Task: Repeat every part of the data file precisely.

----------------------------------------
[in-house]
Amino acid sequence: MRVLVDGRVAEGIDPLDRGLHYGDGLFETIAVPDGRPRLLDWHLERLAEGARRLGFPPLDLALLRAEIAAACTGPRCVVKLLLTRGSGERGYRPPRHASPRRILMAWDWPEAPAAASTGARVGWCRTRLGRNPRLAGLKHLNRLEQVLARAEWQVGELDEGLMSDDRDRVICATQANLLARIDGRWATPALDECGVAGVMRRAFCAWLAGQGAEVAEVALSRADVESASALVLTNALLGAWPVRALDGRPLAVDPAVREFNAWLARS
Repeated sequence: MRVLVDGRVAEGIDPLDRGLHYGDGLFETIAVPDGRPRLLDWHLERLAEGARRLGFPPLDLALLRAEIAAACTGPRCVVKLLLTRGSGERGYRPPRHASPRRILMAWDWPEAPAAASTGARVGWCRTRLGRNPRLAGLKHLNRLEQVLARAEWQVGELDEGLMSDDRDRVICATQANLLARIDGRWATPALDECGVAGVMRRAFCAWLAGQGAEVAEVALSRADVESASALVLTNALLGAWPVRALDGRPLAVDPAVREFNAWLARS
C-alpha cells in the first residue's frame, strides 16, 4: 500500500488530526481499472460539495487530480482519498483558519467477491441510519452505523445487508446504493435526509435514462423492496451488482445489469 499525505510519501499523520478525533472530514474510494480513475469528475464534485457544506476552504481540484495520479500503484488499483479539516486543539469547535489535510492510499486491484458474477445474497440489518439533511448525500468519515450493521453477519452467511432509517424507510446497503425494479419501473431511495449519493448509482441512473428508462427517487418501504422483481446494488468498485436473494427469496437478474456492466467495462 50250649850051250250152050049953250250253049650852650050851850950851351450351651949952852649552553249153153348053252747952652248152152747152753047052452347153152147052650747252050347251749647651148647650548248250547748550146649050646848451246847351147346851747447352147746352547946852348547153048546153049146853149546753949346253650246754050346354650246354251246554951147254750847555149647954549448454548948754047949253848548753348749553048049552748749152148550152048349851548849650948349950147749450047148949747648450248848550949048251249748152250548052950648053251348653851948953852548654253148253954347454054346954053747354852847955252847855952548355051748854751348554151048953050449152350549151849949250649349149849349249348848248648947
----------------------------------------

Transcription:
[in-house]
Amino acid sequence: MRVLVDGRVAEGIDPLDRGLHYGDGLFETIAVPDGRPRLLDWHLERLAEGARRLGFPPLDLALLRAEIAAACTGPRCVVKLLLTRGSGERGYRPPRHASPRRILMAWDWPEAPAAASTGARVGWCRTRLGRNPRLAGLKHLNRLEQVLARAEWQVGELDEGLMSDDRDRVICATQANLLARIDGRWATPALDECGVAGVMRRAFCAWLAGQGAEVAEVALSRADVESASALVLTNALLGAWPVRALDGRPLAVDPAVREFNAWLARS
Repeated sequence: MRVLVDGRVAEGIDPLDRGLHYGDGLFETIAVPDGRPRLLDWHLERLAEGARRLGFPPLDLALLRAEIAAACTGPRCVVKLLLTRGSGERGYRPPRHASPRRILMAWDWPEAPAAASTGARVGWCRTRLGRNPRLAGLKHLNRLEQVLARAEWQVGELDEGLMSDDRDRVICATQANLLARIDGRWATPALDECGVAGVMRRAFCAWLAGQGAEVAEVALSRADVESASALVLTNALLGAWPVRALDGRPLAVDPAVREFNAWLARS
C-alpha cells in the first residue's frame, strides 16, 4: 500500500488530526481499472460539495487530480482519498483558519467477491441510519452505523445487508446504493435526509435514462423492496451488482445489469 499525505510519501499523520478525533472530514474510494480513475469528475464534485457544506476552504481540484495520479500503484488499483479539516486543539469547535489535510492510499486491484458474477445474497440489518439533511448525500468519515450493521453477519452467511432509517424507510446497503425494479419501473431511495449519493448509482441512473428508462427517487418501504422483481446494488468498485436473494427469496437478474456492466467495462 50250649850051250250152050049953250250253049650852650050851850950851351450351651949952852649552553249153153348053252747952652248152152747152753047052452347153152147052650747252050347251749647651148647650548248250547748550146649050646848451246847351147346851747447352147746352547946852348547153048546153049146853149546753949346253650246754050346354650246354251246554951147254750847555149647954549448454548948754047949253848548753348749553048049552748749152148550152048349851548849650948349950147749450047148949747648450248848550949048251249748152250548052950648053251348653851948953852548654253148253954347454054346954053747354852847955252847855952548355051748854751348554151048953050449152350549151849949250649349149849349249348848248648947